How you prepare your hives for winter depends on where you live, so some of the suggestions below may not apply to you. Nevertheless, the list may give you some ideas. Although the calendar still shows September, those long, dark, cold days of winter are just around the corner. It’s time to get busy.
If a hive feels light in the fall, you should start feeding liquid sugar syrup (2 parts sugar to one part water) as soon as possible. My opinion is that it doesn’t hurt to feed sugar proactively. I sometimes give sugar as soon as the weather gets cold. In this way, they eat both honey and sugar simultaneously throughout the winter, and the honey supply lasts longer. I think this is better than having them eat only honey, and then only sugar because honey contains essential nutrients. In any case, check the hives on the occasional dry and sunny day. Move frames of honey closer to the cluster, if possible, or add feed if necessary. Do not be lulled into thinking that they have “made it” just because the temperatures are warming in the spring.
If you don’t have extra honey from your own apiary to feed the bees, the next best thing is sugar syrup made from granulated sugar. We offer a great community feeder, when used with our 5-lb. glass jars will provide enough syrup for your bee yard to help get those colonies ready to overwinter. The syrup used in fall and winter should be at a 2:1 ratio, that’s a proportion of two parts sugar to one part water by either weight or volume.
Also, you may want to add a mold inhibitor. If the temperatures in your area are going to be below 50°F; it is best to use homemade fondant, candy boards, or granulated sugar (mountain camp method) rather than syrup. Because table sugar lacks the micronutrients found in honey, you can add a feeding stimulant with essential oils such as Honey-B-Healthy or Pro Health to give them some added nourishment. You might also consider adding a pollen patty. I use the mountain camp method to feed light hives through winter because it is very simple and effective.
Although I suggest that you feed your bees, you never want to feed bees honey that comes from an unknown source. Honey can contain the spores of diseases such as American Foul Brood. Also, never feed bees sugar with additives. Brown sugar contains molasses, powdered sugar often contains cornstarch, and commercial fondant may contain flavorings and/or colorings. Any of these “extras” could cause honey bee dysentery. Although many beekeepers use high-fructose corn syrup, be aware that some corn syrup may contain hydroxymethylfurfural (HMF)—especially if it is old or has gotten warm. HMF is poisonous to bees.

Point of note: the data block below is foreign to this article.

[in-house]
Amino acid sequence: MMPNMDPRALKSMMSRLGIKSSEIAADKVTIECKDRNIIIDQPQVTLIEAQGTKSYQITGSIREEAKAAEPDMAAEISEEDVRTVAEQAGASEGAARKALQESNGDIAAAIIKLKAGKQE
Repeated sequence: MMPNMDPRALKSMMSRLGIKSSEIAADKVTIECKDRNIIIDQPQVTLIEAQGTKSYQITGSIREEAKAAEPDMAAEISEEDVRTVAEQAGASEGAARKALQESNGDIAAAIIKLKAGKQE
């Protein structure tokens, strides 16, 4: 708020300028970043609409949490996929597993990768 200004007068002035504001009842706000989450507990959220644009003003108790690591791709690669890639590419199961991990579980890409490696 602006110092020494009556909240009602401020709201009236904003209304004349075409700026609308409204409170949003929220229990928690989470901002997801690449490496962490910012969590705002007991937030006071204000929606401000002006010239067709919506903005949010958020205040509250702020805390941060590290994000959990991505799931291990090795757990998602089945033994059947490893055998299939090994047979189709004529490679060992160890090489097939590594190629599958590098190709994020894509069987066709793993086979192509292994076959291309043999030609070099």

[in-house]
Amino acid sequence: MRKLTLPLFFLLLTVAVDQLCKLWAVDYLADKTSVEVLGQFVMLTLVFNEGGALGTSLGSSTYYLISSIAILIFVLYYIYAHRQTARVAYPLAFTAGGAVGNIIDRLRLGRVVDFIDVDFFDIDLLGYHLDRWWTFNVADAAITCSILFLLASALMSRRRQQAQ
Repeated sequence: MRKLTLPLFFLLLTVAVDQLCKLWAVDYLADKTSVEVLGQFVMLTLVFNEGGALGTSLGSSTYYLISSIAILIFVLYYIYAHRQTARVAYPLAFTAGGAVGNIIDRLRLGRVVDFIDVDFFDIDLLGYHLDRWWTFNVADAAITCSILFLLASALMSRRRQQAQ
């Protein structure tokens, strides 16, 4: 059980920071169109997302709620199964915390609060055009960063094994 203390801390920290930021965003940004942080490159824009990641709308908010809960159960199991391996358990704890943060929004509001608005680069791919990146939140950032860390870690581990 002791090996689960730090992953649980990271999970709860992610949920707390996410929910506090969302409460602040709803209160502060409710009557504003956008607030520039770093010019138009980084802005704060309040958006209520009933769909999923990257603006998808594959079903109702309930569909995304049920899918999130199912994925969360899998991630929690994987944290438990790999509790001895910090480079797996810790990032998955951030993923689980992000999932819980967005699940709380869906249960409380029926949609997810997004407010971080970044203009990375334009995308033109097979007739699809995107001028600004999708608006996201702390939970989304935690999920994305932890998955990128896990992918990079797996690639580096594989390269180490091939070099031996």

During winter, moisture can build up inside a hive that is not properly ventilated. They can tolerate the cold, but being wet and cold is a death sentence. Provide ventilation for your hives: air must be able to come in through the bottom and out through the top. Consider using a screened bottom board all winter long, as well as the vented super. I usually place straw in between my inner cover and outer cover, in the space provided by the vented super. This helps insulate but still allows air flow and absorbs moisture.
Here are some other things you’ll need to have done before you put your bees to bed for the winter.
- Treat for mites, hive beetles, and diseases if necessary
- Put grease patties in each hive. They won’t control a large tracheal mite infestation, but they can slow the increase of mites during the winter months
- Remove any empty boxes. Reduce the hive area with follower boards if you are using a top-bar hive. A proper interior size is less drafty and less likely to harbor intruders
- Check for a healthy, fertile queen. You should see at least some brood in your hive. If you don’t, order a queen as soon as possible or combine the queenless colony with a strong colony
- Combine small, weak colonies with stronger ones. Come spring it is better to have one live colony than two dead ones
- Make sure that the honey frames are in the right place, that is, they should be on both sides of the cluster and above it in a Langstroth hive.
- Move frames around if necessary. In a top-bar hive, put the cluster at one end of the hive and put the honey frames next to the cluster on the other side. This way, the colony can move laterally in one direction to find food
- Reduce hive entrances and consider using mouse guards. It’s time for mice and other small creatures to find a snug and warm overwintering place—one filled with honey is especially attractive
- Remove weeds from around the base of the hive. This can be a convenient hiding place for creatures who may want to move into the hive
- Use an inner cover under your outer cover for greater insulation
- If your boxes, bottom boards, and covers are in ill repair, fix them now
- Secure your outer covers
- Consider providing a windbreak, such as bales of straw
- If extreme cold is a problem, consider wrapping your hives with insulation or tar paper, and DON’T FORGET VENTILATION
- If winter flooding is a problem, move the hives to higher ground now while the weather is still dry
Your hives should now be prepared for the winter. Don’t forget to tuck the girls in and read them a bedtime story…mine like “Bee”auty and the Beast.